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 Adverse Cases


Back Reported Adverse Drug Reaction Cases
Maternal SSRI use and neonatal effects
Maternal use of SSRIs during or after pregnancy may result in adverse effects in newborn babies, due to a withdrawal effect following intra-uterine exposure, or a toxic effect from ingestion of an SSRI in breast-milk.

ADRAC has received 26 reports of neonates with symptoms attributed to withdrawal effects due to maternal third trimester ingestion of SSRIs (paroxetine 10, sertraline 7, fluoxetine 7, citalopram 2). The table presents the most frequently reported reactions. Other reactions included convulsions, tremor, fever and respiratory disorders (respiratory depression, apnoea, tachypnoea). Two babies had marked extensor posturing with back-arching. The usual day of onset, if reported, was the day of birth, but ranged from 0 to 4 days of age. The symptoms resolved in 2-3 days in most cases.

Table: Frequent neonatal symptoms reported in association with maternal SSRI ingestion

Symptoms

Withdrawal syndrome

Breast-milk transfer

Agitation/Jitteriness

15

4

Poor feeding

7

4

Hypotonia

7

1

Sleepiness/Lethargy

0

3

Gastrointestinal symptoms

3*

3

Total reports

26

13

* In one case the symptoms may have been from breast-milk transfer.

In addition, 13 reports have been received of neonatal adverse effects probably resulting from breast-milk transfer of an SSRI (sertraline 9, paroxetine 2, fluoxetine 2). There was some overlap of the symptoms resulting from drug transfer into breast-milk and from drug withdrawal (see table). However, sleepiness was reported only with breast-milk transfer, and in two cases the baby slept for prolonged periods.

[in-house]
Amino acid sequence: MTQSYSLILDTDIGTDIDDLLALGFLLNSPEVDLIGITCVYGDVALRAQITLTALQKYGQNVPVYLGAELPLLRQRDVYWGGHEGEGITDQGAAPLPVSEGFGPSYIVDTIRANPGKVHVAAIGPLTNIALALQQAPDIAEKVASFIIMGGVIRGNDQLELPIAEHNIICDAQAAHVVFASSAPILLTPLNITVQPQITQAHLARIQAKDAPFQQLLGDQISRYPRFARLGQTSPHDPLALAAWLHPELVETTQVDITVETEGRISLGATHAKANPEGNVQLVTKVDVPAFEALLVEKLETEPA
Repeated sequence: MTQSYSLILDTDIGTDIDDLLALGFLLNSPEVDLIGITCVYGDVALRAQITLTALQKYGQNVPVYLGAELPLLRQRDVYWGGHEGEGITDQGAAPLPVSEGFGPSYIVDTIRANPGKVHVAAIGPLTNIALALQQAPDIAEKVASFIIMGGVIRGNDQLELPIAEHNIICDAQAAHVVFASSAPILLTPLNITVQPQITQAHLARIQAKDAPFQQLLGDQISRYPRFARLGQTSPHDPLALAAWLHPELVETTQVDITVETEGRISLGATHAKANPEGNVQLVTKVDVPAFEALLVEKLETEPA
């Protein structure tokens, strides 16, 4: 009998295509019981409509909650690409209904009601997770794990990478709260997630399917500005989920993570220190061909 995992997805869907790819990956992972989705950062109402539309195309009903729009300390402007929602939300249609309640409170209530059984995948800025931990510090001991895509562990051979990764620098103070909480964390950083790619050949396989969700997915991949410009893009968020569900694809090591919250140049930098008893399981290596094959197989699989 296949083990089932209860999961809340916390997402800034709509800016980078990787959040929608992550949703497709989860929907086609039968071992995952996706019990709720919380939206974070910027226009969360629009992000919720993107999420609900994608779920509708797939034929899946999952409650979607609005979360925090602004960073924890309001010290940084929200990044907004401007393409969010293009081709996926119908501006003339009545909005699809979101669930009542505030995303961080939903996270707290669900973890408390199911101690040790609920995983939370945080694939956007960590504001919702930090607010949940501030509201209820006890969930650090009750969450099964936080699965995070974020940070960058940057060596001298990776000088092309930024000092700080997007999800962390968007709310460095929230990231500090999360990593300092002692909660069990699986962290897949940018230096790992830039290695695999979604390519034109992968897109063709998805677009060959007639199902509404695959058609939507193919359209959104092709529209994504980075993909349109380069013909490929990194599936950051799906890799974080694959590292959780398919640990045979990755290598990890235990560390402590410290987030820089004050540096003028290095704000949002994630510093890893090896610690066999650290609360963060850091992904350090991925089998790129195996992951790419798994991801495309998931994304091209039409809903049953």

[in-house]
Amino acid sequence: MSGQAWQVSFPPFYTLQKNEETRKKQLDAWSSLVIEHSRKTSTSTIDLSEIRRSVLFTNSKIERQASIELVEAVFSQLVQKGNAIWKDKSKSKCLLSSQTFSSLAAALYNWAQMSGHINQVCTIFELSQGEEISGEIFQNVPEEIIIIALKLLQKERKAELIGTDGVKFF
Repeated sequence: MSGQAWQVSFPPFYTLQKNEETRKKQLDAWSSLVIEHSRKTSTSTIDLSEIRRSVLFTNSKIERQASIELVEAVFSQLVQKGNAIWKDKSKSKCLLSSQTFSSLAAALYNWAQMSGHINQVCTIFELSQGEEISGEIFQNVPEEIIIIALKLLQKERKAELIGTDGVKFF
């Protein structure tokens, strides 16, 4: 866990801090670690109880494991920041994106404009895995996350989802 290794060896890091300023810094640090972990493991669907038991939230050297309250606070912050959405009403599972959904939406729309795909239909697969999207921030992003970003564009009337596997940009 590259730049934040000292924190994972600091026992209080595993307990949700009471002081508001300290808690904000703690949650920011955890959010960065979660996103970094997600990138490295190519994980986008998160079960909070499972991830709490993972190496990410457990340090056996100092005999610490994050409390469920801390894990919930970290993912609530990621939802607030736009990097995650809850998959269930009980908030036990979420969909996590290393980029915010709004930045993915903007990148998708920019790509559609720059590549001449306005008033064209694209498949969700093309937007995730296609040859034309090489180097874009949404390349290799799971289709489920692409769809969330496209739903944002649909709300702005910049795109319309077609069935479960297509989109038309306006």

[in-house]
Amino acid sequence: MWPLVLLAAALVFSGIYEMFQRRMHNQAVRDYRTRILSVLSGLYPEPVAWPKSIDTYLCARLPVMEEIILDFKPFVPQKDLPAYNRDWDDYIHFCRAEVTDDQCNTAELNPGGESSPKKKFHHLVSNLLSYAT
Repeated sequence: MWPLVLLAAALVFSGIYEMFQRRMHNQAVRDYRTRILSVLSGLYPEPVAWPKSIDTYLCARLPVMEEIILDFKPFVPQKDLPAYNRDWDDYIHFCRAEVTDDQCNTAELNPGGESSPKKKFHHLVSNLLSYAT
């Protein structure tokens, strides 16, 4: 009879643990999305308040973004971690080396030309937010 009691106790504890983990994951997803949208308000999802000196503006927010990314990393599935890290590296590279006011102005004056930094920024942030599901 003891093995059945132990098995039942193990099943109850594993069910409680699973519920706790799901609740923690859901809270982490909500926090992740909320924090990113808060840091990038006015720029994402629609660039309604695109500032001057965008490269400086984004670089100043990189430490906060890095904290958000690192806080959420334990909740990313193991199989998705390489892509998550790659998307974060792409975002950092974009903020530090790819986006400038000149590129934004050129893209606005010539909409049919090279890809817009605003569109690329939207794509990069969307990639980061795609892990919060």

One study found that 12 (22%) of 55 neonates exposed to maternal paroxetine in the third trimester required prolonged hospitalisation for neonatal complications.1 The most common problem was respiratory distress (9), but two neonates had hypoglycaemia and one each had bradycardia, tachycardia, jaundice and feeding problems. None had underlying pathology and all recovered following a brief period of intensive intervention. In the same study, exposure to paroxetine through breastfeeding caused symptoms in 8 (22%) of 36 infants, with alertness (6), sleepiness (1) and irritability (1).

In adult users, withdrawal effects following paroxetine appear to be more likely than following use of other SSRIs, and hence neonatal withdrawal may be more likely with paroxetine, but this is yet to be demonstrated in comparative studies.2 However, paroxetine may have an advantage in breastfeeding since breast-milk transfer is proportionately lower than with fluoxetine or citalopram.3 One study in 11 infants detected sertraline in breast-milk but there were no adverse effects associated with exposure.4

It is probable that neonatal withdrawal effects would be minimised by using the lowest effective maternal dose, while breast-milk transfer can be treated by stopping or reducing the dose of SSRI, or by using formula milk.


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